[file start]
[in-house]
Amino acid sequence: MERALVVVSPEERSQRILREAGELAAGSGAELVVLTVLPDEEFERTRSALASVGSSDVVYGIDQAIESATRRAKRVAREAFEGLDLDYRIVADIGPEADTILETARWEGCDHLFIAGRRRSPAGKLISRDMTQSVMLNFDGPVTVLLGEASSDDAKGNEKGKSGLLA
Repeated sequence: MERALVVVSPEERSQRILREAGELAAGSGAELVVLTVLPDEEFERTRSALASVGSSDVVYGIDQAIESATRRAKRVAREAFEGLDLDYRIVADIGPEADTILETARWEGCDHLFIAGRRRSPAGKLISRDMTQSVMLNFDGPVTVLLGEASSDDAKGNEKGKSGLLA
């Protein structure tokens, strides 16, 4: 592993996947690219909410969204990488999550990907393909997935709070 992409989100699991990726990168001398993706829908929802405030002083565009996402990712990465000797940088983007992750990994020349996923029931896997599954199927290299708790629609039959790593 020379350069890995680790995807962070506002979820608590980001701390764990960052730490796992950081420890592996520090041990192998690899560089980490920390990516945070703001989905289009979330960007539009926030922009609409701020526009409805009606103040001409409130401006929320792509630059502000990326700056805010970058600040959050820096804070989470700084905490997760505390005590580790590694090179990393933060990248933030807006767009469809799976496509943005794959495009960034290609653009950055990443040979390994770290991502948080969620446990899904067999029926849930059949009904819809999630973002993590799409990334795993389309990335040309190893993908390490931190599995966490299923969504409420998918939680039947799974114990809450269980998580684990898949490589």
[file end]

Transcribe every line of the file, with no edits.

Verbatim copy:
[in-house]
Amino acid sequence: MERALVVVSPEERSQRILREAGELAAGSGAELVVLTVLPDEEFERTRSALASVGSSDVVYGIDQAIESATRRAKRVAREAFEGLDLDYRIVADIGPEADTILETARWEGCDHLFIAGRRRSPAGKLISRDMTQSVMLNFDGPVTVLLGEASSDDAKGNEKGKSGLLA
Repeated sequence: MERALVVVSPEERSQRILREAGELAAGSGAELVVLTVLPDEEFERTRSALASVGSSDVVYGIDQAIESATRRAKRVAREAFEGLDLDYRIVADIGPEADTILETARWEGCDHLFIAGRRRSPAGKLISRDMTQSVMLNFDGPVTVLLGEASSDDAKGNEKGKSGLLA
């Protein structure tokens, strides 16, 4: 592993996947690219909410969204990488999550990907393909997935709070 992409989100699991990726990168001398993706829908929802405030002083565009996402990712990465000797940088983007992750990994020349996923029931896997599954199927290299708790629609039959790593 020379350069890995680790995807962070506002979820608590980001701390764990960052730490796992950081420890592996520090041990192998690899560089980490920390990516945070703001989905289009979330960007539009926030922009609409701020526009409805009606103040001409409130401006929320792509630059502000990326700056805010970058600040959050820096804070989470700084905490997760505390005590580790590694090179990393933060990248933030807006767009469809799976496509943005794959495009960034290609653009950055990443040979390994770290991502948080969620446990899904067999029926849930059949009904819809999630973002993590799409990334795993389309990335040309190893993908390490931190599995966490299923969504409420998918939680039947799974114990809450269980998580684990898949490589």